Sounding the alarm on youth vaping on World No-Tobacco Day

The rates of tobacco use among adults and youth in Canada have been declining steadily for the past several decades.  The latest Canadian Community Health Survey conducted in 2017 revealed that the rates of youth and adult smoking were at an all-time low.

These declines resulted from concerted and sustained action from health organizations and professionals, all three levels of government, employers, the education sector and others.  This coordinated action represents a huge public health success story that has created a culture of non-smoking in Canada.

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Will the Notley government come through on menthol tobacco?

In 2013, the Alberta government became the first in North America to pass legislation to ban all forms of flavoured tobacco including menthol cigarettes.  The legislation was hailed widely by health groups across the continent and it was believed that implementation was imminent and unstoppable.

Enter the tobacco industry and its horde of well-paid lobbyists—some with very close ties to the levers of power.  Afraid of the possibility of Alberta’s ground-breaking law spreading to other jurisdictions, Big Tobacco registered two-dozen lobbyists to grind the implementation of the new legislation to a halt.

Once the legislation was successfully stalled, the industry set about to deliver a knock-out punch with the help of political friends in the Prentice government.  Last fall, former health minister Stephen Mandel announced that the new precedent-setting Alberta legislation would exempt menthol tobacco.

Health groups and opposition parties roundly criticized the Prentice government for caving in to big tobacco companies and selling out thousands of Alberta kids to addiction, disease and premature death.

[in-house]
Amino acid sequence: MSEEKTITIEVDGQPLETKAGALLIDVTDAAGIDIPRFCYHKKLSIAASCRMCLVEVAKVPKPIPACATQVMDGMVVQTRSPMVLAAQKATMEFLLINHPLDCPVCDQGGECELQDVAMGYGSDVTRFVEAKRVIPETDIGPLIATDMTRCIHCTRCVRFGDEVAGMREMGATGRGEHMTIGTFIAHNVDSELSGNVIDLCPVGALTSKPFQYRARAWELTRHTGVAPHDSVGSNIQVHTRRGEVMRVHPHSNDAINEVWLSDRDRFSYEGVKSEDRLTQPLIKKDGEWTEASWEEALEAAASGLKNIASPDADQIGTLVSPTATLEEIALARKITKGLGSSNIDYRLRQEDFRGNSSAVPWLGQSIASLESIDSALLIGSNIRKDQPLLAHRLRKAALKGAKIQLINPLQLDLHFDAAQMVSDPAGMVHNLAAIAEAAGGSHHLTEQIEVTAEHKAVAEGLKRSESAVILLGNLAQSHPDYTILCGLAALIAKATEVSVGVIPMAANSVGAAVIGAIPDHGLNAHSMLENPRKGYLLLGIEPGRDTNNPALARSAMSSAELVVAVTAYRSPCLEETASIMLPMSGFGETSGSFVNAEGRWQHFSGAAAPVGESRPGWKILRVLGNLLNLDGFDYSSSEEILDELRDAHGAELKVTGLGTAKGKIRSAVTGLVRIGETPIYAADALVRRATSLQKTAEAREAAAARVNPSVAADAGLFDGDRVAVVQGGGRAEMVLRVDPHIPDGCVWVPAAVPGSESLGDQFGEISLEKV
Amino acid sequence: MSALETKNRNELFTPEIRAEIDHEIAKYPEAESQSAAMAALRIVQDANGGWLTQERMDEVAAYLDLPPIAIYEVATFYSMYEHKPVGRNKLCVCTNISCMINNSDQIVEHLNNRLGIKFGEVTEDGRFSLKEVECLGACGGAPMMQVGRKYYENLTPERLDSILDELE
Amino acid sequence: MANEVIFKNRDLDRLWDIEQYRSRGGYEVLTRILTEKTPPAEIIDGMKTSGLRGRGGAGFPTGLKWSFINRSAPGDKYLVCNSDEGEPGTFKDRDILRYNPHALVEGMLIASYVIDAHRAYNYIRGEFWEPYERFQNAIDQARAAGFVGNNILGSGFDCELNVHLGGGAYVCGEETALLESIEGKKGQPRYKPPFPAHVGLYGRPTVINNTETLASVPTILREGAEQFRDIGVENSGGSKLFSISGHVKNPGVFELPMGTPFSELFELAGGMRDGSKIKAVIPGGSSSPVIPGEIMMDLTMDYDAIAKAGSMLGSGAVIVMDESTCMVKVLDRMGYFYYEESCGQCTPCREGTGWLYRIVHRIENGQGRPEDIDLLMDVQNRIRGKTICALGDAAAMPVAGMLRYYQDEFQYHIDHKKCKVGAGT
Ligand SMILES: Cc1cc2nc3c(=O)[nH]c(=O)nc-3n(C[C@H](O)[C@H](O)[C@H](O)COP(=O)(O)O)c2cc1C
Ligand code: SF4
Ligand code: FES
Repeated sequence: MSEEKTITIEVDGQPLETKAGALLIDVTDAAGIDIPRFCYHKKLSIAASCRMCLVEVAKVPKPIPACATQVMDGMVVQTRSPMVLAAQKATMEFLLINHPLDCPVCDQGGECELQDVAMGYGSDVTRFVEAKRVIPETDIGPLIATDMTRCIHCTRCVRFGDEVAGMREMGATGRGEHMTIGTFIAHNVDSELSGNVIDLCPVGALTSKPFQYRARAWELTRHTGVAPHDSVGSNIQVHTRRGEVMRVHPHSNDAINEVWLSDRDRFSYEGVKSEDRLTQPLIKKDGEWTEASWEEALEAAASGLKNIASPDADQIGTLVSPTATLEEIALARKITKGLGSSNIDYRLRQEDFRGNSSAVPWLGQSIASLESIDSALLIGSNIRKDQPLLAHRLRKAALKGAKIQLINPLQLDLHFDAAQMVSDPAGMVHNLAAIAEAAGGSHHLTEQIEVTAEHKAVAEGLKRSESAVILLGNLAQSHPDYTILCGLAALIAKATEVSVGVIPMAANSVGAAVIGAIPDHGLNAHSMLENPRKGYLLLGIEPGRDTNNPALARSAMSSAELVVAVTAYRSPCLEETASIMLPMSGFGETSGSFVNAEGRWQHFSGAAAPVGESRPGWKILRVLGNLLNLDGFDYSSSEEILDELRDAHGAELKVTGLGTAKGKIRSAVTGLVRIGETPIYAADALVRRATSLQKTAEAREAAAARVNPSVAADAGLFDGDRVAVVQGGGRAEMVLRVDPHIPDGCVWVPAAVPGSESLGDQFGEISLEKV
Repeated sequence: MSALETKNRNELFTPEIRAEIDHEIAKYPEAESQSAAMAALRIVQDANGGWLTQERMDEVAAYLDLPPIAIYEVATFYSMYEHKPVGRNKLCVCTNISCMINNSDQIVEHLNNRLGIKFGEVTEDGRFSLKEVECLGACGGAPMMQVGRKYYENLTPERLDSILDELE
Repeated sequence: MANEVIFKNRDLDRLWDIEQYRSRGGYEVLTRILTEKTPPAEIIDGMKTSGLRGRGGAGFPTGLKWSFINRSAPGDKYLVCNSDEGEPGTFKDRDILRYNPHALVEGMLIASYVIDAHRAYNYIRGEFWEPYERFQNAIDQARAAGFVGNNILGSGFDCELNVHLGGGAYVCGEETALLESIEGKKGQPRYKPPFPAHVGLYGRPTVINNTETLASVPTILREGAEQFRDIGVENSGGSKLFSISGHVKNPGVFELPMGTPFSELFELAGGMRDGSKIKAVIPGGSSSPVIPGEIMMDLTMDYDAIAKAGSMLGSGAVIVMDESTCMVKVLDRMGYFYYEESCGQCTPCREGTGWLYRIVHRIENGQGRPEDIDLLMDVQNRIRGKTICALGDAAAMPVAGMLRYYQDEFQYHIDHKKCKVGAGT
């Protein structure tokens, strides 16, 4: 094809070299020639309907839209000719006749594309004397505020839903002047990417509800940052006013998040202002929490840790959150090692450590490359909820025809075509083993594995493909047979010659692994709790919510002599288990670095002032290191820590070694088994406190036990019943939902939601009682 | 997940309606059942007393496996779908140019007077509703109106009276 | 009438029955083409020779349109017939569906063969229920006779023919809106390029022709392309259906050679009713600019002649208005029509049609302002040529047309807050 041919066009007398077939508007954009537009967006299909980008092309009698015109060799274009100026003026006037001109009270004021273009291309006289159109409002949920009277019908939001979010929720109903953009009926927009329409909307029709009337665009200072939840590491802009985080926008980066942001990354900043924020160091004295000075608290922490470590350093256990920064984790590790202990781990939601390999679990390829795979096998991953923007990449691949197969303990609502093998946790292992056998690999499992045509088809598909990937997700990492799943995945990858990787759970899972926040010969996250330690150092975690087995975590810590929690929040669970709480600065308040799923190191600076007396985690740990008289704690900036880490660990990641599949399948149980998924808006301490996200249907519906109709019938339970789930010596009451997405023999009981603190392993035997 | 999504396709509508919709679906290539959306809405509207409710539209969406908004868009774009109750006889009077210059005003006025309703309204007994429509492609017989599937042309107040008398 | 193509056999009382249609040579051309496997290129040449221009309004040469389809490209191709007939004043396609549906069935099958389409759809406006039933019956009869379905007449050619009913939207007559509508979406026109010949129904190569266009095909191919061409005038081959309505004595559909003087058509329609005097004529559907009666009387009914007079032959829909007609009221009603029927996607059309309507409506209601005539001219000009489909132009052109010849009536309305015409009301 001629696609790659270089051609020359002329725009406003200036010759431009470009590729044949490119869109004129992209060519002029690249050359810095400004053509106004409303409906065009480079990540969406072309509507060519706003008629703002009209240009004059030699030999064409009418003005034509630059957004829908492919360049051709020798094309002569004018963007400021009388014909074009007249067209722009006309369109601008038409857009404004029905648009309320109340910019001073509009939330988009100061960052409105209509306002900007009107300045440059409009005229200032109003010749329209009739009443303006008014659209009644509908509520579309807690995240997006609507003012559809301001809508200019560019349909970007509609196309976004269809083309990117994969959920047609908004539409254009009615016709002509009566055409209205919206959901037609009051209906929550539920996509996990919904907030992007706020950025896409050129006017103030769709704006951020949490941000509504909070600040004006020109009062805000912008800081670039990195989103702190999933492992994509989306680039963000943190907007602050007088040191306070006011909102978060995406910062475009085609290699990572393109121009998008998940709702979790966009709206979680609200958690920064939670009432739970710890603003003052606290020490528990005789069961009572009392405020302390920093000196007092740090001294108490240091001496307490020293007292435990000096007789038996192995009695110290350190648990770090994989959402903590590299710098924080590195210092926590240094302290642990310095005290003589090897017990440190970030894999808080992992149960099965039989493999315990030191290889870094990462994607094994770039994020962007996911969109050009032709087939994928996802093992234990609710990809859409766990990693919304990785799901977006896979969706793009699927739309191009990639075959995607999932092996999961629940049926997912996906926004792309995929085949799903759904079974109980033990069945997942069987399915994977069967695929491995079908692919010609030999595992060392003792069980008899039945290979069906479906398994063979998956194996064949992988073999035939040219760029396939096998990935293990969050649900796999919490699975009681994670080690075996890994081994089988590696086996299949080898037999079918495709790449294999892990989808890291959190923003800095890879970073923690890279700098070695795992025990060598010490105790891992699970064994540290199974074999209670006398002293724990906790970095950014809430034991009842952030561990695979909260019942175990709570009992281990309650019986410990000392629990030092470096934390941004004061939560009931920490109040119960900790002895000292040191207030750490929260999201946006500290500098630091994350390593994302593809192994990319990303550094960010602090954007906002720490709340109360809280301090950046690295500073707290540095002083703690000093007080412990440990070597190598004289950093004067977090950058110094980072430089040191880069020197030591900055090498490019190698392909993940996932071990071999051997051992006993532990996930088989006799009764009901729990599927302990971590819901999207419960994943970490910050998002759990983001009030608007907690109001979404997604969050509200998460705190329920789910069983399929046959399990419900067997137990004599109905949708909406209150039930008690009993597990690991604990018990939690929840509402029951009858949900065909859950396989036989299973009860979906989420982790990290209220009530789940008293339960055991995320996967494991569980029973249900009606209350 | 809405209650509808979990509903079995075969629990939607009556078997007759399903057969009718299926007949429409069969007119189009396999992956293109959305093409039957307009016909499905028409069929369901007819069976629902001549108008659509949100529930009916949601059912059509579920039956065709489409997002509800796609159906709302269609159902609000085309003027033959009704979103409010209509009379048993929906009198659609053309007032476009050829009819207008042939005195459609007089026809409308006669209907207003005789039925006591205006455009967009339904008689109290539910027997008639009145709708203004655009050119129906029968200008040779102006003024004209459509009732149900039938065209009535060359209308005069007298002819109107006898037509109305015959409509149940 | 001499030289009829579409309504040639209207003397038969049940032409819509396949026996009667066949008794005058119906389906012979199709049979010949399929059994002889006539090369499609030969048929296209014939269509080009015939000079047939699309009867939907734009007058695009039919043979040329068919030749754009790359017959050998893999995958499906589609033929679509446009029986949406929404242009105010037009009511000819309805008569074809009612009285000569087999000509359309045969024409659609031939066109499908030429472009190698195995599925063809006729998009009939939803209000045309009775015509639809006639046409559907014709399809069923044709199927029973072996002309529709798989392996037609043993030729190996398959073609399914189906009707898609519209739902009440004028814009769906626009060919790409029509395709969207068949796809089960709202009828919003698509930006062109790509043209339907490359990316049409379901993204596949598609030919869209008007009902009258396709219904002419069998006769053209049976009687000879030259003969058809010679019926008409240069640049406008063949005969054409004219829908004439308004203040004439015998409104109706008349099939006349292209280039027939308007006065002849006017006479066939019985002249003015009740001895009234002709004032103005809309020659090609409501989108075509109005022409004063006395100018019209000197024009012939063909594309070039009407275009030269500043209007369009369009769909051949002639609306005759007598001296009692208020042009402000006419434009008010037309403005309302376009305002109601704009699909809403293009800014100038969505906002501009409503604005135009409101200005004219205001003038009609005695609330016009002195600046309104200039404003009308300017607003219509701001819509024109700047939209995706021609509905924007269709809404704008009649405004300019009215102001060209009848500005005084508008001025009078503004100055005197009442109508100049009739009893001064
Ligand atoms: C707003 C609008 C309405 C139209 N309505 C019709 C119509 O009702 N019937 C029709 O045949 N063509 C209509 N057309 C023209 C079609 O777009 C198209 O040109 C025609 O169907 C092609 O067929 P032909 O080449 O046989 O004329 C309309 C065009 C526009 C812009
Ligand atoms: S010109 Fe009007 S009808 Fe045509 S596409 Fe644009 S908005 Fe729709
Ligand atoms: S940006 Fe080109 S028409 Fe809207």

Some of the harshest criticism came from the New Democrat opposition.  David Eggen called the decision a “triumph of friends and insiders” and declared that the legislation had been “sideswiped by lobbyists”.   Rachel Notley accused the health minister of working with tobacco lobbyists to rewrite the legislation.

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Why did the Alberta government choke on menthol?

Last month, the Alberta government announced that it will be banning almost all characterizing flavours in tobacco products effective June 1, 2015.  Unfortunately, the sole flavour to be exempted from this ban is menthol—the most harmful flavour additive and the most popular tobacco flavour among youth.

In addition to exempting everything menthol, the government also exempted flavoured pipe tobacco (including shisha) and flavoured cigars weighing more than 5 grams each and packaged to retail at $4.00 or more.  The shisha tobacco exemption is also disturbing because of the large and increasing number of youth that are now using waterpipes or hookahs.

To give credit where it is due, Alberta currently has the strongest restrictions on flavoured tobacco in Canada as emphasized by the new health minister Stephen Mandel. 

However by exempting anything menthol and flavoured waterpipe tobacco, the government missed a huge opportunity to protect thousands of Alberta youth from these dangerous and addictive protects.  These loopholes may result in more teens using menthol tobacco and flavoured shisha once the remaining flavoured products are removed from the market.

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Dear Premier Hancock: Put children first and proclaim Bill 206

Eight months have passed since the Legislative Assembly gave its near-unanimous all-party support to Bill 206.  If fully implemented, Bill 206 will protect thousands of Alberta youth from all flavoured tobacco products including menthol cigarettes.

Despite repeated assurances that the bill would be implemented swiftly, the bill continues to languish on the great forgotten heap of official but unimplemented provincial laws.

Thousands of Alberta youth have started using flavoured tobacco since Bill 206 was passed last November.  Many of these kids will wind up with a lifelong addiction to this deadly product.  One half of the kids who get hooked will die prematurely from tobacco use via cancer, heart disease, stroke, chronic lung disease and other debilitating illnesses resulting from tobacco dependence.

Tobacco companies and their mob of provincial lobbyists are undoubtedly thrilled with the delay of Bill 206.  No doubt they are hoping that the bill will be stalled indefinitely or weakened to the point of futility.  No doubt they are busy working the backrooms and the barbeques to maintain their youth market.  No doubt they are all anticipating bonuses if Bill 206 is derailed or diluted.

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